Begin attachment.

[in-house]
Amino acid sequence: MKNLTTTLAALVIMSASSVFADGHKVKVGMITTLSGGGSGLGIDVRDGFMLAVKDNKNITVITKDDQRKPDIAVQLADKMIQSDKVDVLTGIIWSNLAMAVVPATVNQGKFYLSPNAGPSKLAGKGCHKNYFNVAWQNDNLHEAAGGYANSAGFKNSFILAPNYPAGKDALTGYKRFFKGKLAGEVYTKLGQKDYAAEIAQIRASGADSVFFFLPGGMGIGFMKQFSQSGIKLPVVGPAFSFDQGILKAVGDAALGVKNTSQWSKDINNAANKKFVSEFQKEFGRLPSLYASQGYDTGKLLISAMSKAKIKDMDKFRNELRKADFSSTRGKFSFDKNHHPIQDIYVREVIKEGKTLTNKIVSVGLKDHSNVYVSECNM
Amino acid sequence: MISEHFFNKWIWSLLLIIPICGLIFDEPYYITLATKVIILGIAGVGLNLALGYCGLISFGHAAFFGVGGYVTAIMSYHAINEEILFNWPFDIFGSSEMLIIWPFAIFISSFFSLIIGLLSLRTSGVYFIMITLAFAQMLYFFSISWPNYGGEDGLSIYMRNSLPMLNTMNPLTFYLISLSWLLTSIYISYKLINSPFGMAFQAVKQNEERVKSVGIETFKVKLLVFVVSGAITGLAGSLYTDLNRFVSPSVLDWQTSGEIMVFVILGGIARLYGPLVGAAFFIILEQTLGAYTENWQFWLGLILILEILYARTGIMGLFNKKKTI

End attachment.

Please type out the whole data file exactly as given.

[in-house]
Amino acid sequence: MKNLTTTLAALVIMSASSVFADGHKVKVGMITTLSGGGSGLGIDVRDGFMLAVKDNKNITVITKDDQRKPDIAVQLADKMIQSDKVDVLTGIIWSNLAMAVVPATVNQGKFYLSPNAGPSKLAGKGCHKNYFNVAWQNDNLHEAAGGYANSAGFKNSFILAPNYPAGKDALTGYKRFFKGKLAGEVYTKLGQKDYAAEIAQIRASGADSVFFFLPGGMGIGFMKQFSQSGIKLPVVGPAFSFDQGILKAVGDAALGVKNTSQWSKDINNAANKKFVSEFQKEFGRLPSLYASQGYDTGKLLISAMSKAKIKDMDKFRNELRKADFSSTRGKFSFDKNHHPIQDIYVREVIKEGKTLTNKIVSVGLKDHSNVYVSECNM
Amino acid sequence: MISEHFFNKWIWSLLLIIPICGLIFDEPYYITLATKVIILGIAGVGLNLALGYCGLISFGHAAFFGVGGYVTAIMSYHAINEEILFNWPFDIFGSSEMLIIWPFAIFISSFFSLIIGLLSLRTSGVYFIMITLAFAQMLYFFSISWPNYGGEDGLSIYMRNSLPMLNTMNPLTFYLISLSWLLTSIYISYKLINSPFGMAFQAVKQNEERVKSVGIETFKVKLLVFVVSGAITGLAGSLYTDLNRFVSPSVLDWQTSGEIMVFVILGGIARLYGPLVGAAFFIILEQTLGAYTENWQFWLGLILILEILYARTGIMGLFNKKKTI